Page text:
Bureau of Democracy, Human Rights, and Labor
Report

Part 1: Political and Human Rights Conditions

The Sultanate of Oman is a hereditary monarchy ruled by Sultan Qaboos bin Sa'id, who acceded to the throne in 1970. He appoints and presides over the Council of Ministers, which is responsible for administering the country's governmental institutions. In 1996 the Sultan promulgated the Basic Law, which defines certain rights and privileges for all citizens and enshrines the role of the Majlis Oman, a two-chamber representative advisory institution. Members of the upper house of this body (the Majlis al-Dawla) are appointed by the Sultan; members of the lower house (the Majlis al-Shura) are directly elected by universal suffrage every four years. In October 2007 approximately 245,000 registered voters participated in generally free and fair elections for all 84 seats in the Majlis al-Shura. Political parties are not permitted, and the legislative powers of the Majlis Oman are significantly limited. The government restricted freedoms of privacy, speech, press, assembly, religion, and association. Despite legislated equality for women and significant improvements over the last few decades, discrimination against women and domestic violence persisted. There was insufficient legal protection and enforcement to secure the rights of migrant workers. There were reports that expatriate laborers, particularly domestic workers, were placed in situations amounting to forced labor and that some suffered abuse.

Part 2: U.S. Government Democracy Objectives

The advancement of democratic principles, practices, and values is a top U.S. priority in the country. U.S. officials regularly discuss human rights and democracy-related topics with government officials, including at senior levels. In planning and implementing programs designed to increase public participation in governance and strengthen civil society, the U.S. Government consults regularly with NGOs and local activists. In the absence of political parties and opposition groups, the ambassador often invites local proponents of reform and human rights to embassy events to display U.S. support for their activities.

The United States remains particularly focused on the following key areas: developing the capacity of the Majlis al-Shura to help it prepare for expanded legislative functions; assisting the judiciary in its role to protect citizen rights and provide oversight of government; supporting the development of labor unions and their ability to promote democratic principles with civil society; working with women's groups, including the network of local women's associations, to help increase female participation in all aspects of society; and providing resources to NGOs to strengthen their role as public advocates. The U.S. Government also seeks to encourage and support the country's efforts to combat trafficking in persons.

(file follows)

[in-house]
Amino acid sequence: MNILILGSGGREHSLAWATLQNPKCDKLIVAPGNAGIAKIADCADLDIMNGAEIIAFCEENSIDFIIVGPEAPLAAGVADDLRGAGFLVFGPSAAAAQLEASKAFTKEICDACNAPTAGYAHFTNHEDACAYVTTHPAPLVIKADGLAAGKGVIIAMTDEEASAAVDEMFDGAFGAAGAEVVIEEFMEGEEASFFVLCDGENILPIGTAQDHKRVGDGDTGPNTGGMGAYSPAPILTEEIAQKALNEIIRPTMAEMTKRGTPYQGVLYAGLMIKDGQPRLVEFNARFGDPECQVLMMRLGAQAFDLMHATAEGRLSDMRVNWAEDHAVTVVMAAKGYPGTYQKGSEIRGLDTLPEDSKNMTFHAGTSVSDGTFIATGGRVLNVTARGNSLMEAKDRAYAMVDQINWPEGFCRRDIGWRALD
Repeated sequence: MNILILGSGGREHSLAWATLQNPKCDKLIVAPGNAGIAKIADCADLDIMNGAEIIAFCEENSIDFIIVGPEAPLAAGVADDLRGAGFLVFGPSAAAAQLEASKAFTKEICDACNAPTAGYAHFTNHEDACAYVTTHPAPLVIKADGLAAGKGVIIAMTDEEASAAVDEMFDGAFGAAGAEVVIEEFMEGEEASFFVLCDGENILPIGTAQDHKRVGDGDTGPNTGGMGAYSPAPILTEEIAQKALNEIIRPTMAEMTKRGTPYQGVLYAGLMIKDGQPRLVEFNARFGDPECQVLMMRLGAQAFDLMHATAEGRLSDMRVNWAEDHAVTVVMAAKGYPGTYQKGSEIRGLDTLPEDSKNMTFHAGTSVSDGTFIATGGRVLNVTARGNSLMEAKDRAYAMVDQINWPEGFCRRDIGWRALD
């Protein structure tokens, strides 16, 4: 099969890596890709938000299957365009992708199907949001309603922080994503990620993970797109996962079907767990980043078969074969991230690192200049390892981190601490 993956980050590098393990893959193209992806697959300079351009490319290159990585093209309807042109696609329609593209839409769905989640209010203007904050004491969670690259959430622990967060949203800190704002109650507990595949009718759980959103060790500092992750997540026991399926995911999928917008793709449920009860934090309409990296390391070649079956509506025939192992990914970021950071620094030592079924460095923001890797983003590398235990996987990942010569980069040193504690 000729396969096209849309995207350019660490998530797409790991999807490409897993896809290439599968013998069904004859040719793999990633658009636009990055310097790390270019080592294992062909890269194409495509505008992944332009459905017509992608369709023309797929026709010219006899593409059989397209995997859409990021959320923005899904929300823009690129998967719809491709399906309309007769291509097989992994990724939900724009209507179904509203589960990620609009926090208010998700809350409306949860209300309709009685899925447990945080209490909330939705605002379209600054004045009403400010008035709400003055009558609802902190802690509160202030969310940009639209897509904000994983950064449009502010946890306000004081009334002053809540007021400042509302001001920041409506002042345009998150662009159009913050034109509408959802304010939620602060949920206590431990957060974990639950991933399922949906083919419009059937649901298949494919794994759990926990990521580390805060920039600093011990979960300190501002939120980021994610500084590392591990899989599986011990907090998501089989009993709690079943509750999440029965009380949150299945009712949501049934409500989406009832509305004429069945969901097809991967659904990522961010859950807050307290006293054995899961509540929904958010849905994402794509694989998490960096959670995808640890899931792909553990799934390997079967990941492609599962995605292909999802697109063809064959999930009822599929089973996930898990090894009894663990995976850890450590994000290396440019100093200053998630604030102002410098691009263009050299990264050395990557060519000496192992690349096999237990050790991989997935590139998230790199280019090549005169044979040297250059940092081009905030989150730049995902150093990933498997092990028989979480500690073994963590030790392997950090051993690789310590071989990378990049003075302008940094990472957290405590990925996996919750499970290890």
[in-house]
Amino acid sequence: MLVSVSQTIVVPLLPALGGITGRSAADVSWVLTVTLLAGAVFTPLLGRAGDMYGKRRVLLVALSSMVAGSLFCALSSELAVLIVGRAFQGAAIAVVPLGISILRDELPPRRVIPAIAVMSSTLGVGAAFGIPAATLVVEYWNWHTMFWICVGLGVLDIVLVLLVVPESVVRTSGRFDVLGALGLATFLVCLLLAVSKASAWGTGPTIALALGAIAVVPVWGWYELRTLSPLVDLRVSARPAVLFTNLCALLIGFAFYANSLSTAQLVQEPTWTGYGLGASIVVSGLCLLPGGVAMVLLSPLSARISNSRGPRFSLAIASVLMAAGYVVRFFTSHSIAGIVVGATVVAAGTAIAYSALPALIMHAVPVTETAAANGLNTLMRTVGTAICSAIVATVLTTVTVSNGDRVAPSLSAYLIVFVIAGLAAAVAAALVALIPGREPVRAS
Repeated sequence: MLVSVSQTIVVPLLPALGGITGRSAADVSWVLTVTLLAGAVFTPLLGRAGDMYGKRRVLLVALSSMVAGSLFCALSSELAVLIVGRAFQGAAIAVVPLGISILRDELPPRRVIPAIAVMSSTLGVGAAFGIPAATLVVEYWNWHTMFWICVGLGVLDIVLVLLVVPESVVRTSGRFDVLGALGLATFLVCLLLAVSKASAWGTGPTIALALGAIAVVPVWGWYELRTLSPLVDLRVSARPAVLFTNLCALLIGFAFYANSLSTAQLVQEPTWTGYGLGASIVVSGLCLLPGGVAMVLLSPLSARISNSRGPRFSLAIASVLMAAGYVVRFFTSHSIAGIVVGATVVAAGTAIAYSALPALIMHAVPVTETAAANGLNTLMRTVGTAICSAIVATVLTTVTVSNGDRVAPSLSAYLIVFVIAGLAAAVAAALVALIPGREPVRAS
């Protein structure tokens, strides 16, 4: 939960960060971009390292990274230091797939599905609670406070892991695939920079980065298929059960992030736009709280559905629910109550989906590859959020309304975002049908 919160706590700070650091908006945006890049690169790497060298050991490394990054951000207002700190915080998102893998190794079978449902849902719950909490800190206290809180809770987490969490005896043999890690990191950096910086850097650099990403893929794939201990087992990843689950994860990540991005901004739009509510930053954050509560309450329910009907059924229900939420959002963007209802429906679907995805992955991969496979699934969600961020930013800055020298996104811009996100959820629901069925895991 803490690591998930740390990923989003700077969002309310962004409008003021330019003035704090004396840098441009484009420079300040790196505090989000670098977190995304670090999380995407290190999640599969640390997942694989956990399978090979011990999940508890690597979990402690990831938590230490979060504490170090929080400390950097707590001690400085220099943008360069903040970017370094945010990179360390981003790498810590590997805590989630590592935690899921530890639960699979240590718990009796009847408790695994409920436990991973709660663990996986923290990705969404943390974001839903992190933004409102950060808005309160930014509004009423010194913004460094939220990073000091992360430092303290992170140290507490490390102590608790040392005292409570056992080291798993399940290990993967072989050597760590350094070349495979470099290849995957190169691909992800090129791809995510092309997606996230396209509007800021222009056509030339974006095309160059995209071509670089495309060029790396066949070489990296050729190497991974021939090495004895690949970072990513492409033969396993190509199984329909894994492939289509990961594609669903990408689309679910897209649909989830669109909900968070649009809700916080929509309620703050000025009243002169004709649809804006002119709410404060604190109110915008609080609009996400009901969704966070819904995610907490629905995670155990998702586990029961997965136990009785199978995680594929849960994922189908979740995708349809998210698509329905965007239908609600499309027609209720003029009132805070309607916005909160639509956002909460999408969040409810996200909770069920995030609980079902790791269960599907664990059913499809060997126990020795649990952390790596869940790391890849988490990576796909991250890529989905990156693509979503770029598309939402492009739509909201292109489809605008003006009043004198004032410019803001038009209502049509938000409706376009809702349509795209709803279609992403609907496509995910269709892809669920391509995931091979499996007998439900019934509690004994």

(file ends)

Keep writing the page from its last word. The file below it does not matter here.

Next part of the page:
Part 3: Supporting Top Priorities and Other Aspects of Human Rights and Democratic Governance

The U.S. Government uses a variety of programs, the full range of public diplomacy tools, and other resources to partner with local stakeholders as the country transitions toward greater public participation in governance and a more active civil society. Reflecting focus areas, U.S.-funded training programs are helping to improve the capabilities of the Majlis al-Shura (both members and staff), as well as imparting new skills and knowledge to judges, prosecutors, and lawyers to enhance the rule of law. The United States is also helping to teach democratic principles and student leadership skills in educational institutions. U.S. grants to local NGOs and professional associations assist in the development of civil society. These grants cover a wide range of activities, such as a workshop on women's legal rights and a project for public engagement with members of the Majlis al-Shura on environmental issues.

Public diplomacy assets, including exchanges and in-country programming, activities at the six American Corners (housed in universities), and cooperative projects with local partners, seek to complement program activities and the embassy's ongoing dialogue with the government on topics related to democracy and human rights. Special strengths include a growing and active program alumni network; solid relationships with local women's groups, as women make up at least 50 percent of most public diplomacy exchange programs; and close ties with private colleges and universities, which are active in developing student leadership. As print and electronic media in Oman are increasingly privately owned, the United States will engage more extensively in activities aimed at professionalizing the media and developing reporting capacity.

The U.S. Government actively is engaged in efforts to support the government to combat trafficking in persons. U.S. dialogue with government officials has raised the level of awareness of this subject within the government and, consequently, has led to greater actions by the government to address this global problem, including the passage of a comprehensive antitrafficking law in 2008. A U.S.-funded consultant provided expert advice and guidance on the drafting of the antitrafficking law. U.S. assistance also supported training for labor inspectors on how to detect signs of trafficking in the workplace and identify possible trafficking victims.

U.S.-funded programs assist the country's fledgling labor unions, which serve as grassroots examples of democracy while protecting citizen and migrant worker rights. One program component trains union leaders in international best practices for organizing and holding elections. U.S. assistance to women's groups and female leaders is longstanding. One ongoing U.S.-funded program has achieved notable success in expanding women's awareness of their rights, employment opportunities, and networking ability through technology training.

[This is a mobile copy of Oman]